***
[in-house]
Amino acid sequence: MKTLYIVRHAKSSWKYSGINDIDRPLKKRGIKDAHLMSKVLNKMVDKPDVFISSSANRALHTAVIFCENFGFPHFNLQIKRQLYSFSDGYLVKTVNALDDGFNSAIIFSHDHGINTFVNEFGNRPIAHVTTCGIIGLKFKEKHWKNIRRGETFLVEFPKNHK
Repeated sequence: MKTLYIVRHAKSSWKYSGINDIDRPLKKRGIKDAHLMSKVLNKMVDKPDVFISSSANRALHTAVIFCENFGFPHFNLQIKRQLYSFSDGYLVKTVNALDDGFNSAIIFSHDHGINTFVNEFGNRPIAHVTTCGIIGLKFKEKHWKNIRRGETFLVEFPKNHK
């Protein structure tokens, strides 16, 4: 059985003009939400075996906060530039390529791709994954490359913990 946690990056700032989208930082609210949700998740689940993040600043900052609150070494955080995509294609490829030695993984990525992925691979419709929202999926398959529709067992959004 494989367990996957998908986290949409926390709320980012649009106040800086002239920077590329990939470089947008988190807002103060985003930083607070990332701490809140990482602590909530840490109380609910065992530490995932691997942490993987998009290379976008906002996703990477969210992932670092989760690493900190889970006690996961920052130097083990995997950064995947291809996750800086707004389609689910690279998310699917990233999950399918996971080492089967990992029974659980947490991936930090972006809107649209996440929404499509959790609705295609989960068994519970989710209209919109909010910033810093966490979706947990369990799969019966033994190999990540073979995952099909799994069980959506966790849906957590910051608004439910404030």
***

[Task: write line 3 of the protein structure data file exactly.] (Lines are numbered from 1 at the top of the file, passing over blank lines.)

Repeated sequence: MKTLYIVRHAKSSWKYSGINDIDRPLKKRGIKDAHLMSKVLNKMVDKPDVFISSSANRALHTAVIFCENFGFPHFNLQIKRQLYSFSDGYLVKTVNALDDGFNSAIIFSHDHGINTFVNEFGNRPIAHVTTCGIIGLKFKEKHWKNIRRGETFLVEFPKNHK